Kids safety fears see back-to-back terrace plans near Pinderfields Hospital blocked

Developers had wanted to make the changes but cutting the existing homes in half.
Developers had wanted to make the changes but cutting the existing homes in half.

Fears for the safety of children and pedestrians look to have torpedoed plans to double the number of homes on a small gated estate in Wakefield.

Developers wanted to convert a row of five plush terraced properties into 10 by splitting all of them in half and creating back-to-backs.

The homes are located close to the site of the old Stanley Royd Hospital in Wakefield.

The homes are located close to the site of the old Stanley Royd Hospital in Wakefield.

The houses concerned are on St Faith's Manor, off Bevan Grove, close to the site of the old Stanley Royd mental health hospital. The site can be accessed from the grounds of Pinderfields Hospital.

But the proposals were rejected by Wakefield Council's planning committee, after one councillor described the concept of back-to-backs as something from "pre-war" days.

Others said that the prospect of cramming extra cars onto the road would put children at risk because of the way the homes are designed.

Councillor Stuart Heptinstall said: "My concerns are that the rear of the building, pedestrians of any age can move out into the path of a moving vehicle.

Wakefield east councillor Stuart Heptinstall was one of 10 councillors to vote against the plans, having expressed doubts about safety levels.

Wakefield east councillor Stuart Heptinstall was one of 10 councillors to vote against the plans, having expressed doubts about safety levels.

"I'm really concerned about pedestrians, but especially children, because we know what children can do.

"There's a risk to people here, and that hasn't been designed out of the development."

However, Johnny Elliott, from the council's highways department, said that the designs did meet safety standards.

He said: "I think that those concerns are valid but I think that having the gates there does reduce the risk significantly.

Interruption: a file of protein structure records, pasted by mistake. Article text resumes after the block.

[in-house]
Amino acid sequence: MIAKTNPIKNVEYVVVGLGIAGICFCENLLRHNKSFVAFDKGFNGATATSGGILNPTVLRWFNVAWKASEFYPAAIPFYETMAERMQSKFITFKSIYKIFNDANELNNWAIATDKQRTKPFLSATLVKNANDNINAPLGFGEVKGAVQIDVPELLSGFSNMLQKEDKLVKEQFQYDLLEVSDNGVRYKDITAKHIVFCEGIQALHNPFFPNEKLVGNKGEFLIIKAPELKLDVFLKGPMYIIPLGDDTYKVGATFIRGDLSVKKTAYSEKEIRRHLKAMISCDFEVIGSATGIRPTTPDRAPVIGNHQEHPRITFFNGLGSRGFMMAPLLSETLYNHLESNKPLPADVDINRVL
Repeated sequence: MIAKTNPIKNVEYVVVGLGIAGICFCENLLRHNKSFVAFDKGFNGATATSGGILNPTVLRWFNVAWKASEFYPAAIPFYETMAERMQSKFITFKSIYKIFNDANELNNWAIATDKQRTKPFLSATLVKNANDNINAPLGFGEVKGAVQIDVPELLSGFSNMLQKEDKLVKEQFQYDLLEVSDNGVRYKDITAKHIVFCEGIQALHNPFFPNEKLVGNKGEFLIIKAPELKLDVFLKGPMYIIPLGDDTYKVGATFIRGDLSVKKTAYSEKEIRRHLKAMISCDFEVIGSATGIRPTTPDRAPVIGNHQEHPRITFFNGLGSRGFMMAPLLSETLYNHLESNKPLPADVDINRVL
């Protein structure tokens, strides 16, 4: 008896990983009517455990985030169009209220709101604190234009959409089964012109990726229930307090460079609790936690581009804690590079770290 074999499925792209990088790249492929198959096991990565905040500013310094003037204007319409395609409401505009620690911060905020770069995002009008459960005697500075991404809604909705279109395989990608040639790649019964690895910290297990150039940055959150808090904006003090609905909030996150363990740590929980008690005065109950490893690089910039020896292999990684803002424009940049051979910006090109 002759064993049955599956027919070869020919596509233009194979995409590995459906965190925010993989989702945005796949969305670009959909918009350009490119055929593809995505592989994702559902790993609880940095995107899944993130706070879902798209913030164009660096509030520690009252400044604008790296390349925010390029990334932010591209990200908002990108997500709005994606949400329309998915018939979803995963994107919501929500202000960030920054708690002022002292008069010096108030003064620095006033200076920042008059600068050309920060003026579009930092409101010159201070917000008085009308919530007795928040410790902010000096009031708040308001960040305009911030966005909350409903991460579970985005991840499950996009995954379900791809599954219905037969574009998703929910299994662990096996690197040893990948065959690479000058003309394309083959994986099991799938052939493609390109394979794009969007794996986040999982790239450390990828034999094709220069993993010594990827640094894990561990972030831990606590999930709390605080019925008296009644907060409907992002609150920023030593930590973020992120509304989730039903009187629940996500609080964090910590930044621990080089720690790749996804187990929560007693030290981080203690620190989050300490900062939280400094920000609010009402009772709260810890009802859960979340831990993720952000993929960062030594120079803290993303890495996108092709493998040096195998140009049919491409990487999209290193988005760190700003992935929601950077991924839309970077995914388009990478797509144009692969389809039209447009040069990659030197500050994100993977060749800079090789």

"For this particular development, we've got to look at it in context. The road itself is only about 30 or 40 metres long and vehicles will be travelling between five and 10 miles per hour.

"We've got other developments elsewhere in the district with a similar layout where the roads have speed limits of either 20 or 30 miles per hour. Those don't create safety issues.

"Ultimately we've got to remember people are responsible for their own actions. That applies to pedestrians using the area, but it also applies to cars. It's the responsibility of drivers to drive in a safe manner."

But some elected members pointed out that planning permission for the five houses currently standing on the road was only given in November 2017, and suggested that the infrastructure could not withstand more properties.

Councillor David Jones said: "At best you would have 20 cars in that very small area. It's not an area that's designed for that kind of capacity.

"I'm very, very fearful of allowing this application any further forward. It's a compromise this, and it worries me significantly."

The committee's deputy chairwoman, Elaine Blezard, added: "These are five houses, and we approved that (in 2017). Now they (the developers) are wanting to go to a back-to-back system.

"That was dated pre-war. Why would we commit ourselves and go back to that kind of system. I can't support that."

All but one councillor voted to refuse the application.

Local Democracy Reporting Service